Whatever that was at Anfield last night, we can be sure it wasn't football taught by Matt Busby. No Busby Babes were bouncing. Nor did it bear much resemblance to the early days of Alex Ferguson's time in charge; United's wingers weren't exactly barrelling forward at every opportunity.
You could perhaps draw more of a connection to Ferguson's later period, after he'd been traumatised by the Champions League and assisted by Carlos Quieroz. Though United's reputation for gung ho attack seemed to hang around, the reality of the trickier away ties was often more prosaic. Even occasionally — whisper it — dull.
But the general consensus seems to be that last night was extremely, perhaps even completely, Mourinho. You will of course have your own views as to whether extreme Mourinho football is football that you enjoy watching, is football that respects the traditions of Manchester United, is football that sets a good example for the children, and so on and so forth. And that's fine. Having opinions is a game of opinions. But we're going to suggest that, on a practical level and from a Manchester United point of view, that an evening of extreme Mourinho is a very good sign indeed, even if it resulted in two boring hours for a single point.
This isn't just because United did their job well, though that's certainly no bad thing. Even if you think it betrays a crippling lack of ambition unbecoming in a club so large, neutralising one of the best attacking sides in the league takes application, concentration, organisation, intelligence, focus and skill. All excellent things to have hanging around a squad, however you want them to play.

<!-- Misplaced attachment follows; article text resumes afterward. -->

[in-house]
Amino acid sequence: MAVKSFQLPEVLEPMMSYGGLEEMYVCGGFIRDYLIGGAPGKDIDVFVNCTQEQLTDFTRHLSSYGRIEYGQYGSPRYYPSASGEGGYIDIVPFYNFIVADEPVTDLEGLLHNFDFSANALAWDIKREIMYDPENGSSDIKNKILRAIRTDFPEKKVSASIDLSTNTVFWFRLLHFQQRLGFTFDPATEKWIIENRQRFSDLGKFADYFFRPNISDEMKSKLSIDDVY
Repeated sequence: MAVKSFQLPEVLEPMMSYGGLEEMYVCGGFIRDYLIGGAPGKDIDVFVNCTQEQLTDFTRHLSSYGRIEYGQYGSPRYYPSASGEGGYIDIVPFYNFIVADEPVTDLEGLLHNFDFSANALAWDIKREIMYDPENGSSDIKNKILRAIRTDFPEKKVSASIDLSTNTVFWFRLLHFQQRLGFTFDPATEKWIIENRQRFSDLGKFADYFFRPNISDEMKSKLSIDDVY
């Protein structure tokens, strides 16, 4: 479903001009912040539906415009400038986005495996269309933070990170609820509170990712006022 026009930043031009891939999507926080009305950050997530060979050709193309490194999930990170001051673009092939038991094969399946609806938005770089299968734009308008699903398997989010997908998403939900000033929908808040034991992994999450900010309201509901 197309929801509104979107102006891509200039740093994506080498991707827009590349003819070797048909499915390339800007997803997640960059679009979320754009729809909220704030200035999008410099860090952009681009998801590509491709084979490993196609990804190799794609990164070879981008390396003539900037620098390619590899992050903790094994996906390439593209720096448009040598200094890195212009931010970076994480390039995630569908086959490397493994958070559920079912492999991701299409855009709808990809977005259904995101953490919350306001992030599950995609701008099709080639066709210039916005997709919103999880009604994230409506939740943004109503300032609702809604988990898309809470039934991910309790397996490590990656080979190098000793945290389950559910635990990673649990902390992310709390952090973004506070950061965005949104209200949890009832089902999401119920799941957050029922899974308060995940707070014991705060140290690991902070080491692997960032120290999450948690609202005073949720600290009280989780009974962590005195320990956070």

But this game against Liverpool, taken along with the previous league games against Leicester and Stoke, suggest that the broad outline of the Mourinho Doctrine is emerging. Again, while you might consider this approach tantamount to taking a hammer to the statue of the Trinity, it looks as though United are adopting a policy of trying to sit on the tricky away games, and trying to steamroller everybody else. They're not perfect at any of this, yet, but they're getting there.
Most importantly of all, these performances suggest that Mourinho has answers to two of the largest questions that he brought with him from Real Madrid and Chelsea. Tactically, some have wondered if his approach isn't in danger of being superseded by the new wave of ultra-modern quick-passing high-pressing football; last night suggests that he does at least have a functional counter. And plenty have wondered if Mourinho, having just presided over the total internal collapse of a title-holding team, had lost the ability to motivate players, to get them working, to bend players to his will. It seems the players are buying in.
Now, you might consider that those players and this club are being dragged into a moral quagmire, and that his method of countering the gegenpressers is frankly distressing. You might be justified and righteous in doing so. But Manchester United, after three peculiar years, hired Mourinho to get Mourinho. Early days, still, but it's starting to look like they've got him.